ABOVE: Barge Nilaya cruises on a French canal at warp speed (4 mph or 6 km/h).
Barge cruising is a delightful way to explore the countryside and small towns of France--assuming that you aren't in a hurry. The barge carries you slowly along the canals and rivers of France's historic inland waterway network, and you can hop on or off whenever the barge goes through a canal lock. (Between locks, you can easily keep up with the barge as you hike or bike along the towpath.)
The atmosphere is informal, the mood is relaxed, and you'll quickly find yourself bonding with your few fellow passengers over drinks on deck and meals that are cooked fresh from local ingredients.
Stil, not all hotel barges are the same: Some barges carry a dozen or more passengers, while a few--such as Barge Nilaya, shown above--carry no more than four guests.
Many barges are operated by long-established companies like European Waterways Ltd. or French Country Waterways. Others--including Barge Nilaya--are owned, maintained, and marketed by individuals such as Kevin Hartwell, a man who gave up 9-to-5 employment for a new life as a barge captain more than a decade ago.
On his Web site, Bargenilaya.com, Kevin describes his moment of epiphany in 2001, when he was searching the Internet for a home and career on the water:
"Purely by chance, I stumbled upon the picture of a stunning 'luxemotor Dutch barge'. Beautifully photographed, in bright sunlight, with blue skies behind it. Happy healthy looking people populating the decks, each with a glass of wine in hand and gazing out across an undeniably French landscape. It was at this point that I began to imagine barging on the canals of France. Bigger barges, a vast network of European waterways to discover and along with it, a Europe I had sadly neglected in favour of more distant long haul destinations. The rest as they say, is history."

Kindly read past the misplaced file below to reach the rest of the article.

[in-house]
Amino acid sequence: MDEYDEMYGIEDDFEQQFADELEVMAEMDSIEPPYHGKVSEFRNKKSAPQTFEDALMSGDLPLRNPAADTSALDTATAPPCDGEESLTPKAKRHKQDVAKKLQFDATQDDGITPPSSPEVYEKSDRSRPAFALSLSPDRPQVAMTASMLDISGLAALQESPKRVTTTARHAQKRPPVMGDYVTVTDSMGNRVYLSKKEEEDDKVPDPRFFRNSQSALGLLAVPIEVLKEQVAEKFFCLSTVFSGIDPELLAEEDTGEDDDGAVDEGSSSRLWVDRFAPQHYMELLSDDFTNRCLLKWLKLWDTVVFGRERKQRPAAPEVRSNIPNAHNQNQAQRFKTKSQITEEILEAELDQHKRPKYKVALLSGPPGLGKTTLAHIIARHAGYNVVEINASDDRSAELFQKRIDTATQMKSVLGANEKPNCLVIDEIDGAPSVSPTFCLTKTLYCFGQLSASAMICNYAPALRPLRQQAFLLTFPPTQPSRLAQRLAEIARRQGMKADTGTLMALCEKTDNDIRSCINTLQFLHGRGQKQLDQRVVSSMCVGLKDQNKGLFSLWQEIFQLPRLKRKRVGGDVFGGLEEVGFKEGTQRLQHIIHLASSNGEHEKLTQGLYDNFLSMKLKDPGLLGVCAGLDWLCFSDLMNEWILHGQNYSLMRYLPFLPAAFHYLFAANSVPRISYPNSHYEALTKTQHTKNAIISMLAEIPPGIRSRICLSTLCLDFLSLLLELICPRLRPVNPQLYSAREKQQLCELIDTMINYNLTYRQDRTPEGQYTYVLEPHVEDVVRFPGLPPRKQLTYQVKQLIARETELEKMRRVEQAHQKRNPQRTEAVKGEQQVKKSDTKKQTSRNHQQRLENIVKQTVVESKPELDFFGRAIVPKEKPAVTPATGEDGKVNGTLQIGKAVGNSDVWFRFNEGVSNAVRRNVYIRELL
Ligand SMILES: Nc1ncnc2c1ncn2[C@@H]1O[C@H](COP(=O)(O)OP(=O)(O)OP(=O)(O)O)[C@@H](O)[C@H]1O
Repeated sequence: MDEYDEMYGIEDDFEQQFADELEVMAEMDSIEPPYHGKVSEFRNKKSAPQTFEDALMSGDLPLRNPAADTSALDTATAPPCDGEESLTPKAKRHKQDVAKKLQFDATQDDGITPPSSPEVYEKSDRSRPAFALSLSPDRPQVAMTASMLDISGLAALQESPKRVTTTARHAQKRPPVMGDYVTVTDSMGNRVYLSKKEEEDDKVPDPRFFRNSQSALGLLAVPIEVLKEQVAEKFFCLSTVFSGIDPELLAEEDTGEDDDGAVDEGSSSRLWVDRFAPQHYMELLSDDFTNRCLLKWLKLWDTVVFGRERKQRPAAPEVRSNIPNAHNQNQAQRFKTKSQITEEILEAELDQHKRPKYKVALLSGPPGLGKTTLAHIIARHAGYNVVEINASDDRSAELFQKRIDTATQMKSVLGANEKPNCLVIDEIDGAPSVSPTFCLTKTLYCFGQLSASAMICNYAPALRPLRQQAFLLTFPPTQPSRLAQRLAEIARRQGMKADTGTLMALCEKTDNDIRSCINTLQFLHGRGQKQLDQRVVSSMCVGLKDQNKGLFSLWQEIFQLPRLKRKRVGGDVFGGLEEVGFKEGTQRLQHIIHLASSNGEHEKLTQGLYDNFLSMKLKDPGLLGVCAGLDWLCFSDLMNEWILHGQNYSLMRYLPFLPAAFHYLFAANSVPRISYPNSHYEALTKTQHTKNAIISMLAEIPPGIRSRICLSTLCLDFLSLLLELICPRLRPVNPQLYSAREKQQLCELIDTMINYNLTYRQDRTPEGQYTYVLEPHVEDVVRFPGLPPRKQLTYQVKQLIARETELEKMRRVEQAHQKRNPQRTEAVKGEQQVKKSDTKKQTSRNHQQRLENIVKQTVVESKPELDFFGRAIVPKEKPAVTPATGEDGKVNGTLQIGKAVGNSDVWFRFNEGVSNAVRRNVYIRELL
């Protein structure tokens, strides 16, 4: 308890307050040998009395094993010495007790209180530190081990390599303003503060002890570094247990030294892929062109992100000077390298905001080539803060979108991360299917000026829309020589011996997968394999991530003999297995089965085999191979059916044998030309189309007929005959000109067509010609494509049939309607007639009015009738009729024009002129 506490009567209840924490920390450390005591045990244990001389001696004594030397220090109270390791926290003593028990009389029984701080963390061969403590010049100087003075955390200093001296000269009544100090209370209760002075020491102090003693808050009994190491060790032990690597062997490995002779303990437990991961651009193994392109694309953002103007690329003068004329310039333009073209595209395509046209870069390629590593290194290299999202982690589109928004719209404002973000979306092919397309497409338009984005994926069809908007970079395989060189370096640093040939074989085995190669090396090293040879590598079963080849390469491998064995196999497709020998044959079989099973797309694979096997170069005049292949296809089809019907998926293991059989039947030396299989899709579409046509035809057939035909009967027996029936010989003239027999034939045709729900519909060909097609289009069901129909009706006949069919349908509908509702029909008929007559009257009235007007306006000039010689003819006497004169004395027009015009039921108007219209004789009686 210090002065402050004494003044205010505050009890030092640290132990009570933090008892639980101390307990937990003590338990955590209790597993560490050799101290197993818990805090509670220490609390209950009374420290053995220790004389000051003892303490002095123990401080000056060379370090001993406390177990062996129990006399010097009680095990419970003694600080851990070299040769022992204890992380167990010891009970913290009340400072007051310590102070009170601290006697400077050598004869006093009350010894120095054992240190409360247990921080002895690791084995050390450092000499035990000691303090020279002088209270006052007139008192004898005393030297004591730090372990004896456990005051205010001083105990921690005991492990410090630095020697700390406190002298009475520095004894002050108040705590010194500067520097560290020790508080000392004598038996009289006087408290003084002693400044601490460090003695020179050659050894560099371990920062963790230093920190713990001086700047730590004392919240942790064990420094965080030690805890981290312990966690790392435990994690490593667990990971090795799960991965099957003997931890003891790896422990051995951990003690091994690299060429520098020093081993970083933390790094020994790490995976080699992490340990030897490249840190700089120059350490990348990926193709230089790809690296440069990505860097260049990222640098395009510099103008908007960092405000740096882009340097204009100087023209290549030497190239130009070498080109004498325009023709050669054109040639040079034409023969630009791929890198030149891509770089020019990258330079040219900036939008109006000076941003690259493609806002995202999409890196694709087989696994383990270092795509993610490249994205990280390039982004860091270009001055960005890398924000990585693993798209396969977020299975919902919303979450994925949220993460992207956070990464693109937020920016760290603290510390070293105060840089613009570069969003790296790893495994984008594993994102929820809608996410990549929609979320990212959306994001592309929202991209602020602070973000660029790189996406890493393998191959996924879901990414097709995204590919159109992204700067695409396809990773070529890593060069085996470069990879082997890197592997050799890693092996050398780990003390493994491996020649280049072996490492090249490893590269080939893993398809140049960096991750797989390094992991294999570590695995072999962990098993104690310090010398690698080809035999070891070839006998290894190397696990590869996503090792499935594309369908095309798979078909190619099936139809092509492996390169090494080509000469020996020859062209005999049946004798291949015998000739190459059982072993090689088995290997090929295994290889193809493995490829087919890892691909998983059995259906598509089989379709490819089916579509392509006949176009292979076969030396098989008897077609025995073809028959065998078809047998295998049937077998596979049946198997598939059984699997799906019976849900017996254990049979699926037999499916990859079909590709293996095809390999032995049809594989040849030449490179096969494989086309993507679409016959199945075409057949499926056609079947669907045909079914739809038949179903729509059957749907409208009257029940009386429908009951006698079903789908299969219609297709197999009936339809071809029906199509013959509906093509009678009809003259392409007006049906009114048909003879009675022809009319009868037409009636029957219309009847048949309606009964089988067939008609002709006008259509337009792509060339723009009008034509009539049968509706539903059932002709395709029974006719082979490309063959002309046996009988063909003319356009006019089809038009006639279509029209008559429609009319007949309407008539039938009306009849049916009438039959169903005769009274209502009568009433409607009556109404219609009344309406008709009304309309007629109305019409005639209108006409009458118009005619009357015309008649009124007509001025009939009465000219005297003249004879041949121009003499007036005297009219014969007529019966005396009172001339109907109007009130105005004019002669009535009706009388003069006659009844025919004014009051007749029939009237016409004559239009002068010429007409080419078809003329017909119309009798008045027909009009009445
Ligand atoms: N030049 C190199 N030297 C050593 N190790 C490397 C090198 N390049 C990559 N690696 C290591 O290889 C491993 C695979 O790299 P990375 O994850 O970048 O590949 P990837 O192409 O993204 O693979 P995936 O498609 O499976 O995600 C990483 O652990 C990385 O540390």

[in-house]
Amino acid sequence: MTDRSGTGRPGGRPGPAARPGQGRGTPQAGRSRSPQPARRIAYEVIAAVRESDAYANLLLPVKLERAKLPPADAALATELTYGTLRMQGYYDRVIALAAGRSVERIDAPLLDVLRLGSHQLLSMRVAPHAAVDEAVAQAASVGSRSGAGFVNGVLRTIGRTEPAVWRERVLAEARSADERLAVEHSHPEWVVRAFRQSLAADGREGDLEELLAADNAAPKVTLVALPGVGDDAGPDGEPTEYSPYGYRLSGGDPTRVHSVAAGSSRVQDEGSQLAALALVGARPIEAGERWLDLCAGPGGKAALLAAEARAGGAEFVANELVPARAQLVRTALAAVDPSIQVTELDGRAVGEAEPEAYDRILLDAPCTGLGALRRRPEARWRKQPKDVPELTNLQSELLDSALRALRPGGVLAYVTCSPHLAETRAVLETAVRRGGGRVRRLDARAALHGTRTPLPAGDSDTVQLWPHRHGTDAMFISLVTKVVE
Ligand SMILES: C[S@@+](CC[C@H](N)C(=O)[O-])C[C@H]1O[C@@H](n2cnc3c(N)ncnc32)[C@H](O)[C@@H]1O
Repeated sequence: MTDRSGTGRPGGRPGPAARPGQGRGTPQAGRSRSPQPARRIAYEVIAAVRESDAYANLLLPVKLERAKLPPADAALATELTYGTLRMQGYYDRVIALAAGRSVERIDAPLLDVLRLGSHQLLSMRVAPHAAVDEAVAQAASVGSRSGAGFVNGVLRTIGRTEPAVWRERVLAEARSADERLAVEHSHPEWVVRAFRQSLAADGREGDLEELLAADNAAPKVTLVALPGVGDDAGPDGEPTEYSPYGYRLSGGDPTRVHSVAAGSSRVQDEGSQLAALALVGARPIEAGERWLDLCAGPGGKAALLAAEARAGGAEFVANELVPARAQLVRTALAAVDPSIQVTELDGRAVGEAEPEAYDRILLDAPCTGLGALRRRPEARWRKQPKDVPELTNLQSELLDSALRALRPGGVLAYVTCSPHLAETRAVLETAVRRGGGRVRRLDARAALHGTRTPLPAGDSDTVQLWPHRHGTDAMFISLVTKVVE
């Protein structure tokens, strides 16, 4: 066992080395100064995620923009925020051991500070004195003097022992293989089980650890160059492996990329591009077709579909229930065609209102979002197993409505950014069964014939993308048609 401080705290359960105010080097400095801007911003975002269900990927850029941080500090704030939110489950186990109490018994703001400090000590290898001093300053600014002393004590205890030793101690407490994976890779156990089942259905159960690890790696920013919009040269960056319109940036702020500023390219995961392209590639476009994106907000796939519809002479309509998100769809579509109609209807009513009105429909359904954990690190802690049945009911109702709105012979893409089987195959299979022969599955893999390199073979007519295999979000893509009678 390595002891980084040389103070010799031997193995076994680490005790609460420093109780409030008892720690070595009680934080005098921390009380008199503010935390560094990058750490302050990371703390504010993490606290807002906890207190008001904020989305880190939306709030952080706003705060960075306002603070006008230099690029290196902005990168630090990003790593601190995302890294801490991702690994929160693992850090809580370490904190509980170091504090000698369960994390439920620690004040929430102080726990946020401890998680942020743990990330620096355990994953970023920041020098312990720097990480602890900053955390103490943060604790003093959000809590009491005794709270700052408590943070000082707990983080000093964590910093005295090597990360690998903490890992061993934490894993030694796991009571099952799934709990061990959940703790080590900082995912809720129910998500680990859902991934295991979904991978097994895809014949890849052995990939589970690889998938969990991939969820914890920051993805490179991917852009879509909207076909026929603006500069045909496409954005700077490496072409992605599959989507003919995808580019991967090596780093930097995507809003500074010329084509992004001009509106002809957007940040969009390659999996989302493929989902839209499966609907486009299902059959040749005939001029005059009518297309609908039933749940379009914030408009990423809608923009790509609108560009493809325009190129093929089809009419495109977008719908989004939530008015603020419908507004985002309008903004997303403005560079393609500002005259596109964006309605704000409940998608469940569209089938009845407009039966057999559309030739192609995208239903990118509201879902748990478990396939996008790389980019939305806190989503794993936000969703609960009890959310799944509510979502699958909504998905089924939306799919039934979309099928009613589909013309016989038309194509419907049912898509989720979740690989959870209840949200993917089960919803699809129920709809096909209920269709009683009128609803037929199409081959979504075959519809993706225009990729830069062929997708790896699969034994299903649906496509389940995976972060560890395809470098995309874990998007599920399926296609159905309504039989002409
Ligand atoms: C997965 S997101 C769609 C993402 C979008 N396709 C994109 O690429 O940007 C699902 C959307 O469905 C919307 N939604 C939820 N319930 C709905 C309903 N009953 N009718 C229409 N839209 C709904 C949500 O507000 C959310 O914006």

Today, Kevin is living the dream with Isabelle, his Belgian partner, and up to four passengers at a time. Barge Nilaya has two guest cabins, each with ensuite WC and shower, plus a saloon with dining table, a galley, and space on deck for eating, drinking, or enjoying the passing views.
Unlike cruises on higher-priced luxury hotel barges (see our Renaissance cruise review), a trip on Nilaya is like being a guest on a friend's boat: You make your own bed, help wash the dishes, and (in Kevin's words) "treat my barge as your own home away from home."
Barge Nilaya is available for whole-boat charters (obviously more practical with a small barge than a large one) or individual bookings. Rates from April through October, 2012 start at £1000 per person for a charter and £1250 per person for a twin or double cabin. The fare includes breakfast and a light lunch on each cruising day, one home-cooked dinner, an evening drink, and other meals by special arrangement.
For more information on navigating France's inland waterways with Kevin and Isabelle for a week (including more photos and videos), visit www.bargenilaya.com.
BELOW: Isabelle and Kevin on deck, guests enjoying drinks with Kevin, and Barge Nilaya's salon.